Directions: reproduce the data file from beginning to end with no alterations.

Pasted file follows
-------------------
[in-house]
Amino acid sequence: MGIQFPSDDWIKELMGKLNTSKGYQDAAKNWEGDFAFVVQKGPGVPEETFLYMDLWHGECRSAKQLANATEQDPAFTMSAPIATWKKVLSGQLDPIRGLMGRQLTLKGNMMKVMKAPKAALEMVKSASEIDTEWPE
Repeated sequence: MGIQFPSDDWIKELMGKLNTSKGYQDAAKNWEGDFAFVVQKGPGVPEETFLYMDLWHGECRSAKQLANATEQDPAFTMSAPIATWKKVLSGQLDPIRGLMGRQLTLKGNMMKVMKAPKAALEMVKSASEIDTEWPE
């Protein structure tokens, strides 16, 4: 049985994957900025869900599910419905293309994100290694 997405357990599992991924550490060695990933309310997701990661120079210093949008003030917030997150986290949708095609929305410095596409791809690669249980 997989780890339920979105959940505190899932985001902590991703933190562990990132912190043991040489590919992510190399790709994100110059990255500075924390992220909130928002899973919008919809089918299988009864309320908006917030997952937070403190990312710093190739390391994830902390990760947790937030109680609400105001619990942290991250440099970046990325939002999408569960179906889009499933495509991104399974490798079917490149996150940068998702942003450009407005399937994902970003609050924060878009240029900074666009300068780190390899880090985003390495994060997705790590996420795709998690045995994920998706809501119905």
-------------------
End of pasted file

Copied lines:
[in-house]
Amino acid sequence: MGIQFPSDDWIKELMGKLNTSKGYQDAAKNWEGDFAFVVQKGPGVPEETFLYMDLWHGECRSAKQLANATEQDPAFTMSAPIATWKKVLSGQLDPIRGLMGRQLTLKGNMMKVMKAPKAALEMVKSASEIDTEWPE
Repeated sequence: MGIQFPSDDWIKELMGKLNTSKGYQDAAKNWEGDFAFVVQKGPGVPEETFLYMDLWHGECRSAKQLANATEQDPAFTMSAPIATWKKVLSGQLDPIRGLMGRQLTLKGNMMKVMKAPKAALEMVKSASEIDTEWPE
């Protein structure tokens, strides 16, 4: 049985994957900025869900599910419905293309994100290694 997405357990599992991924550490060695990933309310997701990661120079210093949008003030917030997150986290949708095609929305410095596409791809690669249980 997989780890339920979105959940505190899932985001902590991703933190562990990132912190043991040489590919992510190399790709994100110059990255500075924390992220909130928002899973919008919809089918299988009864309320908006917030997952937070403190990312710093190739390391994830902390990760947790937030109680609400105001619990942290991250440099970046990325939002999408569960179906889009499933495509991104399974490798079917490149996150940068998702942003450009407005399937994902970003609050924060878009240029900074666009300068780190390899880090985003390495994060997705790590996420795709998690045995994920998706809501119905």